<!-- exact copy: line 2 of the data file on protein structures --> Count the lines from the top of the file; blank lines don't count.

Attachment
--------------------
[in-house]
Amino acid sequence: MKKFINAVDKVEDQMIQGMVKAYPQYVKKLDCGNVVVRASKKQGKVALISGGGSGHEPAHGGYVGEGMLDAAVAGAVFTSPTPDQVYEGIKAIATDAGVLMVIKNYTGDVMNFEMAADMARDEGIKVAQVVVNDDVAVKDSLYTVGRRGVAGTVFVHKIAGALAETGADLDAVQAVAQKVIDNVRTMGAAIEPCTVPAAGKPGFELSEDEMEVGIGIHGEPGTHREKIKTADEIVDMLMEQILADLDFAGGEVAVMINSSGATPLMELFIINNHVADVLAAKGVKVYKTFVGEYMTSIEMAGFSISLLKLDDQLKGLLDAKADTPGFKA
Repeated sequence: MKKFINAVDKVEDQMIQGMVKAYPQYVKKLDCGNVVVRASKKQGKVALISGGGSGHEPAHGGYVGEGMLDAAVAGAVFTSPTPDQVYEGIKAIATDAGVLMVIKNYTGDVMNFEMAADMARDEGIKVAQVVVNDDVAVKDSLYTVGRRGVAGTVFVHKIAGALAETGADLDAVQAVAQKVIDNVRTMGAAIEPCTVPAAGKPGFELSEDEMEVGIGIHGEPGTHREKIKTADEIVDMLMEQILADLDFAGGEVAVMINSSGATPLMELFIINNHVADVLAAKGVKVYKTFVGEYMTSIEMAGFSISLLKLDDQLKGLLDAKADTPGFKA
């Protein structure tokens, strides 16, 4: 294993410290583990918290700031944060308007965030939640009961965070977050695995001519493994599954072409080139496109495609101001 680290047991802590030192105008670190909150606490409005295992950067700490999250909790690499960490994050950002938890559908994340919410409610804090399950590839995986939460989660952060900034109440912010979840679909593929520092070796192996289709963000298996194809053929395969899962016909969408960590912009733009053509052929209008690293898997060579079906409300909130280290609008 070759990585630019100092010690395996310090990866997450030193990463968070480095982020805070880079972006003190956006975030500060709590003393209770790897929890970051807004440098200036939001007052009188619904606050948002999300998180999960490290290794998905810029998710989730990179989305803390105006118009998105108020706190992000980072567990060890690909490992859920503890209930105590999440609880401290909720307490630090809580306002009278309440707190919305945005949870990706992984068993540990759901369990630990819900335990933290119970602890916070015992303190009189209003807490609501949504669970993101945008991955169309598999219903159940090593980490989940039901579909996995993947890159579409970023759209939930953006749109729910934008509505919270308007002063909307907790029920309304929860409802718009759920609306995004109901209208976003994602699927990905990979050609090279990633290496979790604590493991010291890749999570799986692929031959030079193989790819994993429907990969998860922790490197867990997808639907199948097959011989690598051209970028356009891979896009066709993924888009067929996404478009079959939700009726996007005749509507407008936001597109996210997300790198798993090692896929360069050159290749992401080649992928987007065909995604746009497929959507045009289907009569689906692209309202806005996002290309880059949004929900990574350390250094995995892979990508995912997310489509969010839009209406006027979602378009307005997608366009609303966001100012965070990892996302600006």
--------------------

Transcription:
Amino acid sequence: MKKFINAVDKVEDQMIQGMVKAYPQYVKKLDCGNVVVRASKKQGKVALISGGGSGHEPAHGGYVGEGMLDAAVAGAVFTSPTPDQVYEGIKAIATDAGVLMVIKNYTGDVMNFEMAADMARDEGIKVAQVVVNDDVAVKDSLYTVGRRGVAGTVFVHKIAGALAETGADLDAVQAVAQKVIDNVRTMGAAIEPCTVPAAGKPGFELSEDEMEVGIGIHGEPGTHREKIKTADEIVDMLMEQILADLDFAGGEVAVMINSSGATPLMELFIINNHVADVLAAKGVKVYKTFVGEYMTSIEMAGFSISLLKLDDQLKGLLDAKADTPGFKA